The Stockholm Syndrome
Airplane hostages have been
known to sympathize with their captors and become emotionally attached
in one case even get married. So what is the Stockholm Syndrome and what
causes an emotional attachments with the very people who threaten their
The Name "Stockholm
In 1973, four Swedes held in a bank vault for six days during a robbery
became attached to their captors; a phenomenon dubbed the Stockholm Syndrome.
According to psychologists, the abused bond to their abusers as a means
to endure violence. The most notorious instance came when heiress Patty
Hearst was kidnapped by the Symbionese Liberation Army, and after some
months, re-christened herself "Tanya" and joined their ranks.
The Stockholm Syndrome is an emotional attachment, a bond of interdependence
between captive and captor that develops 'when someone threatens your
life, deliberates, and doesn't kill you.' (Symonds, 1980) The relief resulting
from the removal of the threat of death generates intense feelings of
gratitude and fear that combine to make the captive reluctant to display
negative feelings toward the captor or terrorist. In fact, former hostages
have visited their captors in jail, recommended defense counsel, and even
started a defense fund. It is this dynamic, which causes former hostages
and abuse survivors to minimize the damage done to them and refuse to
cooperate in prosecuting their tormentors. "The victims' need to survive
is stronger than his/her impulse to hate the person who has created the
dilemma." (Strentz, 1980) The victim comes to see the captor as a 'good
guy', even a savior. This condition...occurs in response to the four specific
conditions listed below:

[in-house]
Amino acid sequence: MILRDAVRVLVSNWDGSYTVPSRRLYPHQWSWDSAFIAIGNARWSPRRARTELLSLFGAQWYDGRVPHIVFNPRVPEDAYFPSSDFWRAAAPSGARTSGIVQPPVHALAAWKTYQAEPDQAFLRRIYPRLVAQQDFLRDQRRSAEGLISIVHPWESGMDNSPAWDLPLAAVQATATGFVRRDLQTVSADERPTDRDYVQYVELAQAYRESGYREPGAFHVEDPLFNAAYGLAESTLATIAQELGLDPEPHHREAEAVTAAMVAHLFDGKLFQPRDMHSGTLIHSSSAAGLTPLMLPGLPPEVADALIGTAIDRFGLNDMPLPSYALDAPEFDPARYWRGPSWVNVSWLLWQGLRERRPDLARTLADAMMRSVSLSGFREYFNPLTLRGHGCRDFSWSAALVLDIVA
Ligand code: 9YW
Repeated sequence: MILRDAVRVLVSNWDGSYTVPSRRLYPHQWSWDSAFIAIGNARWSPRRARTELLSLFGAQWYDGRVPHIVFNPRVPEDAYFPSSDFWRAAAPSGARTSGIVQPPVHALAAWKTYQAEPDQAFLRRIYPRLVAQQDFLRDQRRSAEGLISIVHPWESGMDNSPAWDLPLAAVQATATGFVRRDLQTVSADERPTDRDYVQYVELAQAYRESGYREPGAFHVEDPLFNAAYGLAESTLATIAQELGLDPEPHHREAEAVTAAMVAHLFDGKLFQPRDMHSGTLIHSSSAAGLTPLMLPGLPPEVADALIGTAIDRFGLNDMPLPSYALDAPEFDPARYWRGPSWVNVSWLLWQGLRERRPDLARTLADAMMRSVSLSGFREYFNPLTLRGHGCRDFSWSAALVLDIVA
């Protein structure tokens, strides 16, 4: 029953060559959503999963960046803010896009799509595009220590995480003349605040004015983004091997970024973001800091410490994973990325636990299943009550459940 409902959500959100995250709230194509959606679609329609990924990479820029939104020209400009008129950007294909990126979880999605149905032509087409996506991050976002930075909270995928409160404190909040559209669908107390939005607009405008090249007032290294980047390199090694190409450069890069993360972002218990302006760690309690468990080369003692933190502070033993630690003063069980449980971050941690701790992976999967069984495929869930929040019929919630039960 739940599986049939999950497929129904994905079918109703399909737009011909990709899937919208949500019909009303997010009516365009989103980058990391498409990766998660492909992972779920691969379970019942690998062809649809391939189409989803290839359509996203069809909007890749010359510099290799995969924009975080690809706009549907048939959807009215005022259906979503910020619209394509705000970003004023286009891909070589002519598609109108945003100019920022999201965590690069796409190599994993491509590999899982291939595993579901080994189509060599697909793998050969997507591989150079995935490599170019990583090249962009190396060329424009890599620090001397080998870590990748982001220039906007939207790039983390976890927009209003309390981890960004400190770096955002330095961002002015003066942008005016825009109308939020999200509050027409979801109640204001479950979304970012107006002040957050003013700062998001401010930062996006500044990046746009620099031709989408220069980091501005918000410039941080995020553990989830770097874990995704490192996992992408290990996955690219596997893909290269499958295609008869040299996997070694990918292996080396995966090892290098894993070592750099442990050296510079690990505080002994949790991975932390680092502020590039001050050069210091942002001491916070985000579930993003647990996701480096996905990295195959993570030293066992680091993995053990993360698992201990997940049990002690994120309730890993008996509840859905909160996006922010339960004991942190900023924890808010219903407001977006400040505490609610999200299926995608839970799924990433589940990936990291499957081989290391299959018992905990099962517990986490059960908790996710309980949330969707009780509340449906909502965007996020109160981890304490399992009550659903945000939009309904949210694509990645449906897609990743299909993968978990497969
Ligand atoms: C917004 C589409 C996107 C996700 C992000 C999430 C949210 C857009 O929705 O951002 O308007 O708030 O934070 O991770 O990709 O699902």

- A person threatens to
kill another and is perceived as having the capability to do so.
- The other cannot escape,
so her or his life depends on the threatening person.
- The threatened person
is isolated from outsiders so that the only other perspective available
to her or him is that of the threatening person.
- The threatening person
is perceived as showing some degree of kindness to the one being threatened.
It takes only 3-4 days for
the characteristic bond of the Stockholm syndrome to emerge when captor
and captive are strangers. After that, research shows, the duration of
captivity is no longer relevant.
Many airlines include as part of training a briefing or provide reading
materials to crew regarding the Stockholm Syndrome. To understand the
Stockholm Syndrome, you must understand the effects of sensory deprivation.
Imagine if you can, being forcibly removed from your daily life (with
all its familiar environments, routines and social interactions) and put
in a strange place from which you cannot escape. Your only interactions
are with your captors, whose behavior can be capricious - that is, beyond
your ability to understand why or when they may choose to do something
for you, with you or to you. They may withhold food and/or water, in order
to raise its value to you in order to receive your compliance with their
demands. You may be left in complete silence or darkness with nothing
to do, nowhere to go. You may not be allowed to talk or interact with
This is important knowledge
to have if ever one was to be in the precarious position of a hostage.
Some believe that awareness of the possible emotions will reduce the chances
of it happening whilst others argue that no amount of preparation can
stop the Stockholm Syndrome from occurring due to the extreme emotional
changes from fear to relief.
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